OSHA’s New Walkaround Rule Faces Immediate Challenge

As anticipated when it was first published in the Federal Register on April 1, 2024, OSHA’s final rule on workplace inspections has been challenged by a coalition of business groups in the United States District Court for the Western District of Texas. The new rule, referred to as the “walkaround rule,” amended the long-standing regulation found at 29 CFR § 1903.8(c) by expanding OSHA/workers’ ability to bring in outside representatives during safety inspections — including union organizers, community activists, plaintiffs’ attorneys, and even competitors — under the guise of “assisting” OSHA inspectors. The new rule took effect on May 31.

The Legal Challenge

The lawsuit, led by the United States Chamber of Commerce (Chamber et al. v. OSHA), makes four primary arguments.

  •  While the Occupational Health and Safety Act permits employee representatives to accompany OSHA compliance officers on inspections, the lawsuit claims that the new rule — because it allows an unlimited number of non-employee third-party representatives into a private workplace — exceeds OSHA’s statutory authority and conflicts with the National Labor Relations Act (NLRA).
  • Congress never authorized OSHA to allow “a parade of non-employee third parties to trample through an employer’s property” during inspections. The lawsuit claims the new rule raises potential issues under the Fifth Amendment “takings clause.” The complaint (Civil Action No. 24-271) cites the 2021 United States Supreme Court ruling in Cedar Point Nursery v. Hassis, overturning a California regulation that permitted union organizers the right to access farms to organize workers. The Supreme Court held that the regulation infringed on the owners’ right to exclude people from their property, which is “a fundamental element of the property right.” In this 6-3 ruling, the Supreme Court held that granting union organizers such access was akin to a “taking” of private property under the takings clause.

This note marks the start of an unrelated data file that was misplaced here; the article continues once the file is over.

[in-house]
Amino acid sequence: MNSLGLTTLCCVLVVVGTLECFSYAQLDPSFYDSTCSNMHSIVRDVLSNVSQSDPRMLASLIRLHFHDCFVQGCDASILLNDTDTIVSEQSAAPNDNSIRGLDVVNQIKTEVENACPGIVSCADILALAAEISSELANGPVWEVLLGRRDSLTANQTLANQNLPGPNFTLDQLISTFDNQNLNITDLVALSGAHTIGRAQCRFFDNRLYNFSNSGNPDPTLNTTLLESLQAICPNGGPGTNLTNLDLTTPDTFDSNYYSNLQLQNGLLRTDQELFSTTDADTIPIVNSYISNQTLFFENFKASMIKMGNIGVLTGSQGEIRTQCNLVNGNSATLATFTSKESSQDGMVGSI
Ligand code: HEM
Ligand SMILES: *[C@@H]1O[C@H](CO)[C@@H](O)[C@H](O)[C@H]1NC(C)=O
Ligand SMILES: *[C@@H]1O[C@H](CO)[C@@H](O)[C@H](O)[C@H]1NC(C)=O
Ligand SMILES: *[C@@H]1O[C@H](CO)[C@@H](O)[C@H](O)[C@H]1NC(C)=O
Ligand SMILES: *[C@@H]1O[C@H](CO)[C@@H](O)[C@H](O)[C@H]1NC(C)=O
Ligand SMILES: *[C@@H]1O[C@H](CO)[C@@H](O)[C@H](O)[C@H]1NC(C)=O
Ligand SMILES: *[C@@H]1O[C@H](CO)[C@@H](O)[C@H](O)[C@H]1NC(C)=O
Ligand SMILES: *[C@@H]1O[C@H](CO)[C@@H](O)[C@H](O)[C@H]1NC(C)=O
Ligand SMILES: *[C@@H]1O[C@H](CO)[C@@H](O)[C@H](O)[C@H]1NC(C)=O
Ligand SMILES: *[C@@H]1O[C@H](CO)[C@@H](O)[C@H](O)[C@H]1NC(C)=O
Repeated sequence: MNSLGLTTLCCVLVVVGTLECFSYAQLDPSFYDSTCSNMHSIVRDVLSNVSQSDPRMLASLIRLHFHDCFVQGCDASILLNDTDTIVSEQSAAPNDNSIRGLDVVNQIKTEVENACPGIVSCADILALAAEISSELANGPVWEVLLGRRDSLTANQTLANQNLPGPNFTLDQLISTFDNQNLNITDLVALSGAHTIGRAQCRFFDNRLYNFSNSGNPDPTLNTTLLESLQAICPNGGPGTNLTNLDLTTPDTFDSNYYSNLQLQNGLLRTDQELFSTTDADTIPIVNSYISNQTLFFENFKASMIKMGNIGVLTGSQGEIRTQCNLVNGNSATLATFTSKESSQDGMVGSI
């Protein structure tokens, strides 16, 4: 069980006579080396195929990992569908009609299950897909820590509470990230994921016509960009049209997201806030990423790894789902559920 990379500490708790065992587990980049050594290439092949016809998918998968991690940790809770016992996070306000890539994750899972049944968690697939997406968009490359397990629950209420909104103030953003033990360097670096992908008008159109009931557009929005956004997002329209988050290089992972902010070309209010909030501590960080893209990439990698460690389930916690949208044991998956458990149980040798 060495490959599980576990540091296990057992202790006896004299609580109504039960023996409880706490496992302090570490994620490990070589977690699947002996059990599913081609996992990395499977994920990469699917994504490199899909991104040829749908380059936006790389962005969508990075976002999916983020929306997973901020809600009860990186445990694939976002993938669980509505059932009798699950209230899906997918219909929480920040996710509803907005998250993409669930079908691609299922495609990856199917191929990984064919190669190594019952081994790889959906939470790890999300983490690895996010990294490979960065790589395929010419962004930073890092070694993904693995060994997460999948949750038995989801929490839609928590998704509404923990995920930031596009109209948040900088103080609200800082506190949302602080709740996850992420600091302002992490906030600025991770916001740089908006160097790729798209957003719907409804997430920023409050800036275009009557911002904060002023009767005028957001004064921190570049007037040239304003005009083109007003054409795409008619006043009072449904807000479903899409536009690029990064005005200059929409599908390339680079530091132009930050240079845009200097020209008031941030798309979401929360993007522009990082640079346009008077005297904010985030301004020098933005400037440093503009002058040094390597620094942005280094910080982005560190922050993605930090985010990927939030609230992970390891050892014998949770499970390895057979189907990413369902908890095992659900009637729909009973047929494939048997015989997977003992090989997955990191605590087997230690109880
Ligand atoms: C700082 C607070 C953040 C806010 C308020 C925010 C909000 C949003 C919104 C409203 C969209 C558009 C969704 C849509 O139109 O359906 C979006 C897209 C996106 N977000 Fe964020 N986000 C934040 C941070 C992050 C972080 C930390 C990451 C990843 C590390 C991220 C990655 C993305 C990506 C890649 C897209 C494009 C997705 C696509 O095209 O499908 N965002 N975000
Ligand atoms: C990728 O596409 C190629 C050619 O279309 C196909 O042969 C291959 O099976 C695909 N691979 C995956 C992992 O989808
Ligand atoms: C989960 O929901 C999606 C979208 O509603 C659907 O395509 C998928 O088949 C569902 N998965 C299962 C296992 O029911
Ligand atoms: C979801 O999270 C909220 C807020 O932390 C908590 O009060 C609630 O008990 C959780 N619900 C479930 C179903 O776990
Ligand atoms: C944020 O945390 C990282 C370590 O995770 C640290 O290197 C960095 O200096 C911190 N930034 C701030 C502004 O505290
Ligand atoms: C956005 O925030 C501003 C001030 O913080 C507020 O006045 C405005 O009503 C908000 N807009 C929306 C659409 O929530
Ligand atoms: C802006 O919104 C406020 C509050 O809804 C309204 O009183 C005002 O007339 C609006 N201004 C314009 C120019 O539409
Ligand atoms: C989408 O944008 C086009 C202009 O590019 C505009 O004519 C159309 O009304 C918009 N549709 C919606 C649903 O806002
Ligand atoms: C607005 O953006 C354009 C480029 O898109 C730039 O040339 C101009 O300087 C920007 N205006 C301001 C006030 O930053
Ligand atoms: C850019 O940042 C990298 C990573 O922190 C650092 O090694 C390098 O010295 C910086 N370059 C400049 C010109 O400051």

• OSHA’s new rule violates the Administrative Procedure Act (APA). The complaint says that OSHA has failed to provide a reasoned basis for its change and has acted “arbitrarily and capriciously.” Government agencies must be able to identify a problem that a new regulation is designed to address, and OSHA has presented no evidence throughout the rulemaking process that there is an existing problem.
  • The new rule violates the Regulatory Flexibility Act (RFA) and the Small Business Regulatory Enforcement Act (SBREFA), imposing new costs and other burdens without complying with OSHA’s analysis and disclosure obligations. Under the RFA and SBREFA, an agency must consider the impact of the rule and any alternatives. OSHA failed to do this in any substantive way, saying that the new rule “imposed no new costs on employers.”

Joining the United States Chamber of Commerce in the lawsuit are the Greater Waco Chamber of Commerce, Longview Chamber of Commerce, Alliance for Chemical Distribution, International Franchise Association, International Warehouse Logistics Association, National Association of Wholesaler-Distributors, National Retail Federation, the National Association of Manufacturers, the National Federation of Independent Business, and Associated Builders and Contractors. This lawsuit is the first legal challenge to the walkaround rule.

Prepare Anyway

While there is a good chance that this legal challenge will be successful, until that happens, employers are advised to prepare for OSHA inspections that could include undesirable third parties.

If you haven’t already, now is an excellent time to develop comprehensive confidentiality or non-disclosure agreements for all guests. Any third-party employee representatives accompanying an OSHA inspector on a safety inspection can be bound by confidentiality agreements that are required of most visitors.

If your workforce includes multilingual employees, identify employees who are willing and able to serve as interpreters. By doing so, it will be unnecessary for OSHA to suggest a union representative or some other person for that purpose.

And finally, as I’ve advised my clients in the past, employers have the Fourth Amendment right to refuse an onsite, walkaround inspection on any basis and require OSHA to obtain a warrant to conduct its inspection. Another possible action is to deny access only to the nonemployee third party — if it is unclear why the third party is there — and tell any OSHA officials it’s okay for them to proceed. More than likely, OSHA will see this as a “refusal of entry” and seek a warrant. The employer can then challenge the warrant before the US District Court and prevent third parties with ulterior motives from entering the job site.

If you have any questions about preparing for an OSHA inspection — or have received a citation for any reason — don’t hesitate to contact Orr & Reno for assistance.

James F. Laboe

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